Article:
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Context and main features

Governance and financing

The legal framework for tertiary education has evolved since independence in 1991. The 1991 Law on Education introduced tuition fees in tertiary education for the first time and initiated the move from a fully state-regulated and state-funded tertiary education system towards one with more autonomous institutions, both state and private, and funding from diversified sources.

In 1995, the Saeima passed the Law on Higher Education Institutions, which established the current structure in tertiary education and set the framework for institutional autonomy. The 1995 law regulates the opening, closing and reorganisation of institutions and institutional governance. It also establishes the principle of academic freedom, the rights and duties of academic personnel and students, the procedure for staff selection, and modes for academic degrees and professional qualifications. It determines the basic requirements for study programmes, the financing of studies, and the assessment and accreditation of study programmes and institutions.

In 2011, amendments to the law on Higher Education Institutions further enhanced the autonomy of state tertiary education institutions, by granting most of them (except the Latvian national defence Academy) a new legal status of “derived public persons”, comparable to that of municipalities. State-founded colleges remain under more direct state supervision by the Ministry of Education and Science (MoES) or other ministries, as described below. Private institutions (institutions founded by private persons), whether tertiary education institutions or colleges, are commercial companies or foundations. These institutions operate in accordance with the Commercial law or the Associations and Foundations law where these laws do not conflict with the law on Higher Education Institutions.

Public tertiary institutions in Latvia have a higher level of autonomy than in many Eu countries (Estermann, Nokkala and Steinel, 2011). Institutions are able to determine their internal structure, develop and adopt their own internal codes of conduct and procedures, establish academic programmes, determine the levels of pay for academic staff above government-established minima, and set tuition-fee levels. They are autonomous in regard to organisational procedure, implementation of the study process, internal rules and regulations, hiring and firing of academic and technical staff, and distribution of allocated funding. The main administrative bodies that represent and manage the work of the tertiary education establishment - Constitutional Meeting, Senate and the Rector - are elected in the order determined in the statutes of the tertiary education institution. The Cabinet of Ministers confirms the appointment of rectors of tertiary education institutions (MoES, 2015a).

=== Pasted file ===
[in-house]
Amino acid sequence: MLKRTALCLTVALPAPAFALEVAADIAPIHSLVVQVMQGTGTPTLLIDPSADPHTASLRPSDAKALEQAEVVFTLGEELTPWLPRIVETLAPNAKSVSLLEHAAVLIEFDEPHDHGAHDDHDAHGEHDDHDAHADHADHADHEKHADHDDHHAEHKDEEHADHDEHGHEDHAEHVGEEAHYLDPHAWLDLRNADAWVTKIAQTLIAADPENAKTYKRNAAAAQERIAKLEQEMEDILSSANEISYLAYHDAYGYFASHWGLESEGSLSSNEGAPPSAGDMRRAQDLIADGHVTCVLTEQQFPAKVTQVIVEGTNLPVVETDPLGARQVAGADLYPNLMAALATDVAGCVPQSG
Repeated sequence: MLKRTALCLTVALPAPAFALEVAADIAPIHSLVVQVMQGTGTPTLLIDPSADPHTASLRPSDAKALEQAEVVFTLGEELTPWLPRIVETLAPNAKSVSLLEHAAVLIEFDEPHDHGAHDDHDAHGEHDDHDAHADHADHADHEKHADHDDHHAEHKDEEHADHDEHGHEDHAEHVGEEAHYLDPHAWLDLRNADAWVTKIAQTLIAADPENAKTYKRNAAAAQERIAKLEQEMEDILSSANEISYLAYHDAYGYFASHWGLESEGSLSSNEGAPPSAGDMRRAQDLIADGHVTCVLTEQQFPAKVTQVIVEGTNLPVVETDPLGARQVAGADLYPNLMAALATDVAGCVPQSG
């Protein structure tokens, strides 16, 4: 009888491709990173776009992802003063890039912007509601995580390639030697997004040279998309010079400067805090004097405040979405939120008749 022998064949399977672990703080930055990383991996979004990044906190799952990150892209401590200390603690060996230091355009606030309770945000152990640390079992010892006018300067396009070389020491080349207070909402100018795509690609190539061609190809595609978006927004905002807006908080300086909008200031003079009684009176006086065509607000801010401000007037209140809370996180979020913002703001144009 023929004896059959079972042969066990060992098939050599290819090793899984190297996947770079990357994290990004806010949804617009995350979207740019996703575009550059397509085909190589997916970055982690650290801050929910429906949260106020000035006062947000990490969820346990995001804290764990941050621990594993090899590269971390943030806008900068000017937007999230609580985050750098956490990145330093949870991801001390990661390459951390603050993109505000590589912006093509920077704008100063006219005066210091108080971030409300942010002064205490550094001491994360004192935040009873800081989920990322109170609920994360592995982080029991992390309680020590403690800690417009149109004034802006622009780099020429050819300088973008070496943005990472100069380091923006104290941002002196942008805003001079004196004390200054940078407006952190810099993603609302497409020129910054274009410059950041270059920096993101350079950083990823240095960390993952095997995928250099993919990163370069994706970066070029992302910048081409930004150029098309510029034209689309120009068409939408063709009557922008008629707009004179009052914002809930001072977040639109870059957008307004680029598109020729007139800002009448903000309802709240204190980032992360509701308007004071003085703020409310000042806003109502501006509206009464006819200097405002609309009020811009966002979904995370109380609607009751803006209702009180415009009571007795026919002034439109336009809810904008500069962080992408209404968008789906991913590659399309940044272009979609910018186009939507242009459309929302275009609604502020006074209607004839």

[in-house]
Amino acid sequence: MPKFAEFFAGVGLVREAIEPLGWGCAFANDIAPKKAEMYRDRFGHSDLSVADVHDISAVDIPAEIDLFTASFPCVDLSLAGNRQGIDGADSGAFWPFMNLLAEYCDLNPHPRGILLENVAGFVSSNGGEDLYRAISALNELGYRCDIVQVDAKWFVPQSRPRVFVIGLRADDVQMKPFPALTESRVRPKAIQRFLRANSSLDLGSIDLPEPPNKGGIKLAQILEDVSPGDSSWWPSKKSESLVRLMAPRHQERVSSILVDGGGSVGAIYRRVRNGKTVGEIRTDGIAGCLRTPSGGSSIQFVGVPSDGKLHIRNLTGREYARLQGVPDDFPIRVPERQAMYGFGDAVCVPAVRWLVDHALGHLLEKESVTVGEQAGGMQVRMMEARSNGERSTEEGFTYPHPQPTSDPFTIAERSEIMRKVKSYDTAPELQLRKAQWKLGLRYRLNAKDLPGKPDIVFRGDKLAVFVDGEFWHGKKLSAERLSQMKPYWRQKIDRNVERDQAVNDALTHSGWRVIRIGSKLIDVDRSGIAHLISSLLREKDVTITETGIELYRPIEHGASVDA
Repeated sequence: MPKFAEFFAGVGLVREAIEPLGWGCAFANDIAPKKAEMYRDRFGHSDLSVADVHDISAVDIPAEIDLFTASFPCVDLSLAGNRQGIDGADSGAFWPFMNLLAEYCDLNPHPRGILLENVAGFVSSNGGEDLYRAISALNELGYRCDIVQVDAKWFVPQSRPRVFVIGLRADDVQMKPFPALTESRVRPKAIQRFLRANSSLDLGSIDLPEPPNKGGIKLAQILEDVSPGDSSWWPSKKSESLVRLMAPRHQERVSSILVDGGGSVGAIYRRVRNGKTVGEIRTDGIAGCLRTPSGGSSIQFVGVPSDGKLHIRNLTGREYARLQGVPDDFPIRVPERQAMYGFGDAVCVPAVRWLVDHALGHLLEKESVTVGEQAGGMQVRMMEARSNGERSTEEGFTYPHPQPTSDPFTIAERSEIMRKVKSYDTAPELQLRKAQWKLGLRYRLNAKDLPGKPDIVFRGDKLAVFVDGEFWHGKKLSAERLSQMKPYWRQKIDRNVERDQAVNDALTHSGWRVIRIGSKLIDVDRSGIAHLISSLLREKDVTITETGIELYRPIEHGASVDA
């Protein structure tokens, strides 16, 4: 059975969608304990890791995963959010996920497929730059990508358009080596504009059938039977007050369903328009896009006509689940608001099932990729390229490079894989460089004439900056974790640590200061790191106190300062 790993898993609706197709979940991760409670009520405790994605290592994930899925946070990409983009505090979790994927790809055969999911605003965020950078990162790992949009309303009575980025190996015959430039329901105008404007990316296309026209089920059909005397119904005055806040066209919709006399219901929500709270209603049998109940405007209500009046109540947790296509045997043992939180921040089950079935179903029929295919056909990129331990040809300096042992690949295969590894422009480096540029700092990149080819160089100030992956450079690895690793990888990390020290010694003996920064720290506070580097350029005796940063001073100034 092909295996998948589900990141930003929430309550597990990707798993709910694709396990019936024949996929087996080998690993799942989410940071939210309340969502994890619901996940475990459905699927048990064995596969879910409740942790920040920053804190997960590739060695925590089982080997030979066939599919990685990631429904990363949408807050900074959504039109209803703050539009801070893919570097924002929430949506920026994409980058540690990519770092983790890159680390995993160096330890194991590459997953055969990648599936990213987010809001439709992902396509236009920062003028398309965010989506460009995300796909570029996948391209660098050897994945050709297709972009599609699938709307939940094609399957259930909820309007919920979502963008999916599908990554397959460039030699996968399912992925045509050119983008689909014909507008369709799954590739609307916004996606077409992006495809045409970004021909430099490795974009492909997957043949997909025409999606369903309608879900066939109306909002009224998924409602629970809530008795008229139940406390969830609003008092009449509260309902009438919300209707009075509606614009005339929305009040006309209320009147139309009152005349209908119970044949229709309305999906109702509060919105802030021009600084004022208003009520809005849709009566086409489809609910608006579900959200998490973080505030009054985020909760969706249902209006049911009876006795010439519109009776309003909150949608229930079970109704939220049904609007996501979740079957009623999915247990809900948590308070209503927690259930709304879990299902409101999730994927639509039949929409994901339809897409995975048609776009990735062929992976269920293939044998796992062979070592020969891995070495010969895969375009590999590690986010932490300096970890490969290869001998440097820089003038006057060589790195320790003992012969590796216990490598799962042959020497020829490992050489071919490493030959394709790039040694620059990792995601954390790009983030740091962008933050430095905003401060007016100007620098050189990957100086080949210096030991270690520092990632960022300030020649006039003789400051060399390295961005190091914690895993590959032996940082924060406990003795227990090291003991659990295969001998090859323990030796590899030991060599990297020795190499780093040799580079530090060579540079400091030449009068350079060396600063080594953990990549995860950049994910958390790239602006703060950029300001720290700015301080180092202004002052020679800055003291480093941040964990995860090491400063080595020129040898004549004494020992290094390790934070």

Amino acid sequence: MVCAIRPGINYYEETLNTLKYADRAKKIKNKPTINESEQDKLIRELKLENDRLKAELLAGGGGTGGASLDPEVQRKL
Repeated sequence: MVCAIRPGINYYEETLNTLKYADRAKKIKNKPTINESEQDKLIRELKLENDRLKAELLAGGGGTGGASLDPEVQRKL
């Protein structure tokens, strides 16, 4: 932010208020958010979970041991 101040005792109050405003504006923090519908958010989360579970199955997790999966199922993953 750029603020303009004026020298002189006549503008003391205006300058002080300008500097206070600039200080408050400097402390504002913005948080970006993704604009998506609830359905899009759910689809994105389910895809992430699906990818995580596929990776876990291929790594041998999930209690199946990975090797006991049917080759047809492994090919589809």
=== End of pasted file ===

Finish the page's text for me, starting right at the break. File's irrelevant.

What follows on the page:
Responsibility for tertiary education in Latvia is shared among a complex array of entities (Figure 5.1). The Cabinet of Ministers, including the Prime Minister and ministers, is the principal executive body of the government. In accordance with the Constitution (Satversme), and laws enacted by the Saeima, the Cabinet of Ministers approves the regulations and other actions necessary for policy implementation. The Minister of Education and Science has the central responsibility, within regulations approved by the Cabinet of Ministers, for the development and implementation of state policy.

Figure 5.1. Principal entities responsible for tertiary education, science and innovation in Latvia

The pre-1991 pattern, in which tertiary education institutions were linked to different sections of the command economy, is still reflected in responsibility for their oversight, which is distributed across seven ministries. MoES has responsibility for the majority of institutions and three-quarters of students. Within MoES, a department has specific responsibility for tertiary education, science and innovation.

 
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